Narrated By: Adam Lazarre-White, Adenrele Ojo, Bahni Turpin
Duration: 10 hours and 16 minutes
What to expect
'The opening pages of Ayana's debut took my breath away. I can't remember when I read anything that moved me quite this way, besides the work of Toni Morrison.' Oprah Winfrey
Fifteen years old and blazing with the hope of a better life, Hattie Shepherd fled the horror of the American South on a dawn train bound for Philadelphia.
Hattie’s is a tale of strength, of resilience and heartbreak that spans six decades. Her American dream is shattered time and again: a husband who lies and cheats and nine children raised in a cramped little house that was only ever supposed to be temporary.
She keeps the children alive with sheer will and not an ounce of the affection they crave. She knows they don’t think her a kind woman — but how could they understand that all the love she had was used up in feeding them and clothing them.
How do you prepare your children for a world you know is cruel?
The lives of this unforgettable family form a searing portrait of twentieth century America. From the revivalist tents of Alabama to Vietnam, to the black middle-class enclave in the heart of the city, to a filthy bar in the ghetto, The Twelve Tribes of Hattie is an extraordinary, distinctive novel about the guilt, sacrifice, responsibility and heartbreak that are an intrinsic part of ferocious love.
Modern and contemporary fiction, Family life fiction, Historical fiction
Listen to a sample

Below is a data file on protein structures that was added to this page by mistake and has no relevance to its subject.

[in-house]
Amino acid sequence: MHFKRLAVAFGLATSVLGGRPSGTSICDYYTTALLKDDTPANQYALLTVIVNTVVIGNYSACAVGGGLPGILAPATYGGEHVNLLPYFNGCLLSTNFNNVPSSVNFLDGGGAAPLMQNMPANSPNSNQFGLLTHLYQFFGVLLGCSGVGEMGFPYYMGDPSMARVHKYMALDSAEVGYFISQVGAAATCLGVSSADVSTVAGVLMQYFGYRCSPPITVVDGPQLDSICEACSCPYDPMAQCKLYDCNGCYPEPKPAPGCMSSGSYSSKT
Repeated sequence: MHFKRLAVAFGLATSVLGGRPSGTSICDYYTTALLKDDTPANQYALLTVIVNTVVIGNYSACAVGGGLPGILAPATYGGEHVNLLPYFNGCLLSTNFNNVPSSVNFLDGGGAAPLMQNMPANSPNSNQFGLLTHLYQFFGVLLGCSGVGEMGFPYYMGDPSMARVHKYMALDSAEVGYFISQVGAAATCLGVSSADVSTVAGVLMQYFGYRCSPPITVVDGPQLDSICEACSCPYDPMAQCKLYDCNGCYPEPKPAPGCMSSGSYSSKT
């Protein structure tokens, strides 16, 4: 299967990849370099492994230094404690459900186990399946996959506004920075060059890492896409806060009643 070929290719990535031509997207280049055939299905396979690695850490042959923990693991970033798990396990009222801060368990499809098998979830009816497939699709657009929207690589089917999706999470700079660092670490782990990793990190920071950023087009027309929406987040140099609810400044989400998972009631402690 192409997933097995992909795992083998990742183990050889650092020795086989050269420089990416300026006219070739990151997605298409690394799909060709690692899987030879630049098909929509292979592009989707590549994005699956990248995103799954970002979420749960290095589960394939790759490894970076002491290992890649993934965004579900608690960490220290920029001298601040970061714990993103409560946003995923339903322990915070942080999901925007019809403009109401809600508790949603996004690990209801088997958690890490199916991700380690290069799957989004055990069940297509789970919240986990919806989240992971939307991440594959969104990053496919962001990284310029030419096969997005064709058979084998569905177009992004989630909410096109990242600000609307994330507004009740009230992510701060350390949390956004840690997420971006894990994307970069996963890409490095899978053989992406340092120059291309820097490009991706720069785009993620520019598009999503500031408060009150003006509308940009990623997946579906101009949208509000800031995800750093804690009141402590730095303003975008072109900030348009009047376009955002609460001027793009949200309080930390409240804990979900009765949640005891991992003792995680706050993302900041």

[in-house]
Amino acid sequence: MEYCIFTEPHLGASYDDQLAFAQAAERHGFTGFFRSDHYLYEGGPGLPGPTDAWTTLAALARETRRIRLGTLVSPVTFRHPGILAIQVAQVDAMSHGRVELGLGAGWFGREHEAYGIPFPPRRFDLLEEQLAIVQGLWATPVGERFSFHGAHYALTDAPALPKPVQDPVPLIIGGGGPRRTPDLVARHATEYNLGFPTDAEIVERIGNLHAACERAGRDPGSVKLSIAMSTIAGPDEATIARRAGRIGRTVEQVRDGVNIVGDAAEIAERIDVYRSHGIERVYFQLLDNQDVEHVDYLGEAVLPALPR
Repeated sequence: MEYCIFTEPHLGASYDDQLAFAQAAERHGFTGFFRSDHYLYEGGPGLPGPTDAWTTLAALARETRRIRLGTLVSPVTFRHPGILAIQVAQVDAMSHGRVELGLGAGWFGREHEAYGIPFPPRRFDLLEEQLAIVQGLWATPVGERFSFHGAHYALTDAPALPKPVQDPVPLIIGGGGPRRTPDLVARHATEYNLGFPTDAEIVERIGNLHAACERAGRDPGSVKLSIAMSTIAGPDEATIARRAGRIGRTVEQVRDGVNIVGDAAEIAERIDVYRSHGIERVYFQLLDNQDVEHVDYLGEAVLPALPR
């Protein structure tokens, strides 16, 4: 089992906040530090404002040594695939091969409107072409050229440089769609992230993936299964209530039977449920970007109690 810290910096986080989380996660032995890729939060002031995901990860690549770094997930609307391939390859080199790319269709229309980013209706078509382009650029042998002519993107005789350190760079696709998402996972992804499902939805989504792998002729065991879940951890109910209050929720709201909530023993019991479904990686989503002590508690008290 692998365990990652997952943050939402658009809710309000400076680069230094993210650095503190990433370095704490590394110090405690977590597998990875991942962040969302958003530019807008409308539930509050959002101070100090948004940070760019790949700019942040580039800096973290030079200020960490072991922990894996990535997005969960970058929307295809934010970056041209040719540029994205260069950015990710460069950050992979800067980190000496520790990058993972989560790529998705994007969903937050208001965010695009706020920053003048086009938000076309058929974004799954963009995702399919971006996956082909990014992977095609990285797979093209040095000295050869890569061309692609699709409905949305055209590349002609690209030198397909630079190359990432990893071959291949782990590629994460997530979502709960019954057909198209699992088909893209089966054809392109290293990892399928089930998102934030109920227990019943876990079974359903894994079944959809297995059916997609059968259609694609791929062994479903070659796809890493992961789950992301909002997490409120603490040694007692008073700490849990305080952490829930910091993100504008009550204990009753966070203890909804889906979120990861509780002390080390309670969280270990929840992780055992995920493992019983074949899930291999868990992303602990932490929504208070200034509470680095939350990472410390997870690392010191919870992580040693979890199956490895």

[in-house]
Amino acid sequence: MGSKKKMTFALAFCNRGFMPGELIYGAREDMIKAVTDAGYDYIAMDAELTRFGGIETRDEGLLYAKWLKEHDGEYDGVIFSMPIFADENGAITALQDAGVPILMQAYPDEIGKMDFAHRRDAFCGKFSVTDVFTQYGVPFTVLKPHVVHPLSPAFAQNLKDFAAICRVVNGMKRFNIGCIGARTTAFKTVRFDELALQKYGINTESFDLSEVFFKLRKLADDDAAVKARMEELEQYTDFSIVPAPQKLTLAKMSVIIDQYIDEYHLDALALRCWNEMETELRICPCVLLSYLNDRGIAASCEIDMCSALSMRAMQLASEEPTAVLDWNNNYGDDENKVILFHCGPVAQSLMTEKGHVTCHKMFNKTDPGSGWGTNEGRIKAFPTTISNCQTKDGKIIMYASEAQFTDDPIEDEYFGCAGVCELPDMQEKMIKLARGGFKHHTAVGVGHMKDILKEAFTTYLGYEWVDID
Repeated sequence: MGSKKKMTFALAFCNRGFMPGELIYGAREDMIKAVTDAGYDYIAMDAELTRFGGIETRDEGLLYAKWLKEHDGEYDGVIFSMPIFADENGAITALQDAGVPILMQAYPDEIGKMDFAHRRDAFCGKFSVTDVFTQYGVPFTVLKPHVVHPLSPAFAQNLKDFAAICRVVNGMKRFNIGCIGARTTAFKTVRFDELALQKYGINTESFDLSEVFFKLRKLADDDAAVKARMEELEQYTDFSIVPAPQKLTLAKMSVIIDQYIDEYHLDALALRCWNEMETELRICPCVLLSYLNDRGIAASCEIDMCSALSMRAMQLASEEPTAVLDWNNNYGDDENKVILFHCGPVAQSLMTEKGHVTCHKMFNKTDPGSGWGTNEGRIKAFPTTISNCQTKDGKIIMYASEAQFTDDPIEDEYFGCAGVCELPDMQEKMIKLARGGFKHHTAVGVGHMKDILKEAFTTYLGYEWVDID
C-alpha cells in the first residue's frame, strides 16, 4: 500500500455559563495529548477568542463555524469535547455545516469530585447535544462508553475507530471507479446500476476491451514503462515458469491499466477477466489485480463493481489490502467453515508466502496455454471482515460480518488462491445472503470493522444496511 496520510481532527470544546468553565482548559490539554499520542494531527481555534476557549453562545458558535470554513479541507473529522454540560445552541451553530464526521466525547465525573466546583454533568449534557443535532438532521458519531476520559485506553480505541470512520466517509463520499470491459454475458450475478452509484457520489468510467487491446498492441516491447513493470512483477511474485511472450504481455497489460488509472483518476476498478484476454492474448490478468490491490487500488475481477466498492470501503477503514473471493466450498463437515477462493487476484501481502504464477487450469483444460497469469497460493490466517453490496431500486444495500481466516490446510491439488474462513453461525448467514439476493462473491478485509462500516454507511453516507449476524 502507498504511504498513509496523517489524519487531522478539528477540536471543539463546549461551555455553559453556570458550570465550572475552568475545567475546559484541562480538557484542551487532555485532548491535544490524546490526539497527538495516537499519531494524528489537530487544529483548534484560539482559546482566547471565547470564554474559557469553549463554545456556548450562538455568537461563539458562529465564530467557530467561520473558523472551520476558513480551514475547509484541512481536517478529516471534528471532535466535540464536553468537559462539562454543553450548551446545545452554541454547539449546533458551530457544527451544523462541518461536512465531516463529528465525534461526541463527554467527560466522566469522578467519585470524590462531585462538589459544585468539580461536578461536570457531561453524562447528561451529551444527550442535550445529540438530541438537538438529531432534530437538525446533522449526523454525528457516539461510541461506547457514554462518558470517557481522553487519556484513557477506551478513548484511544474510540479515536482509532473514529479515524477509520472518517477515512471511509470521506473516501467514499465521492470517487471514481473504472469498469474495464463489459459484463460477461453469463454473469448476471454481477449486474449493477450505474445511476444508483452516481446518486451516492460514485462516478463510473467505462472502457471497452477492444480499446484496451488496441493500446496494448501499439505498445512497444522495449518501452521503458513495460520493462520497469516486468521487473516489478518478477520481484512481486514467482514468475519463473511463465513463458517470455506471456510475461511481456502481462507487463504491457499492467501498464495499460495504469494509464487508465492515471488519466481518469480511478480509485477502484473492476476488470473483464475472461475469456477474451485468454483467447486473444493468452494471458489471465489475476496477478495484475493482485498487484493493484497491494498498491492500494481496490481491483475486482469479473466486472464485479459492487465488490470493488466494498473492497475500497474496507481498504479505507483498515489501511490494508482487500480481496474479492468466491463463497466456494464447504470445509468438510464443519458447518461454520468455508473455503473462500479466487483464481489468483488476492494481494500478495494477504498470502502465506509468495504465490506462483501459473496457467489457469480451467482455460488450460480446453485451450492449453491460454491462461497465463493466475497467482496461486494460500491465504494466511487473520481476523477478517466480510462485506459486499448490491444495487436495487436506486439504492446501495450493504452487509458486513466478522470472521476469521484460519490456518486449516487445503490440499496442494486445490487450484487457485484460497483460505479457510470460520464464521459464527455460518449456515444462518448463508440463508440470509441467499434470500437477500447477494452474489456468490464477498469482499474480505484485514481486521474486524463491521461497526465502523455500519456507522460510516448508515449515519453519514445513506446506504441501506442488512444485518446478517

Mathis traces the fates of Hattie's 12 children and grandchildren over the course of the 20th century, simultaneously capturing the voices and daily minutiae of every one of her characters ... A complex and engrossing work that has huge commercial hit written all over ... Remarkable.
This fresh, powerful first novel turns the lives of Hattie's children into an epic of America in the 20th century. Tough, truthful, wonderfully controlled writing.
Ms. Mathis has a gift for imbuing her characters' stories with an epic dimension that recalls Toni Morrison's writing, and her sense of time and place and family will remind some of Louise Erdrich, but her elastic voice is thoroughly her own - both lyrical and unsparing, meditative and visceral, and capable of giving the reader nearly complete access to her characters' minds and hearts.
A vibrant and compassionate portrait of a family hardened and scattered by circumstance and yet deeply a family. Its language is elegant in its purity and rigor. The characters are full of life, mingled thing that it is, and dignified by the writer's judicious tenderness towards them. This first novel is a work of rare maturity.
Beautiful and necessary from the very first sentence. The human lives it renders are on every page lowdown and glorious, fallen and redeemed, and all at the same time. They would be too heartbreaking to follow, in fact, were they not observed in such a generous and artful spirit of hope, in a spirit of mercy, in the spirit of love. A treasure of a novel.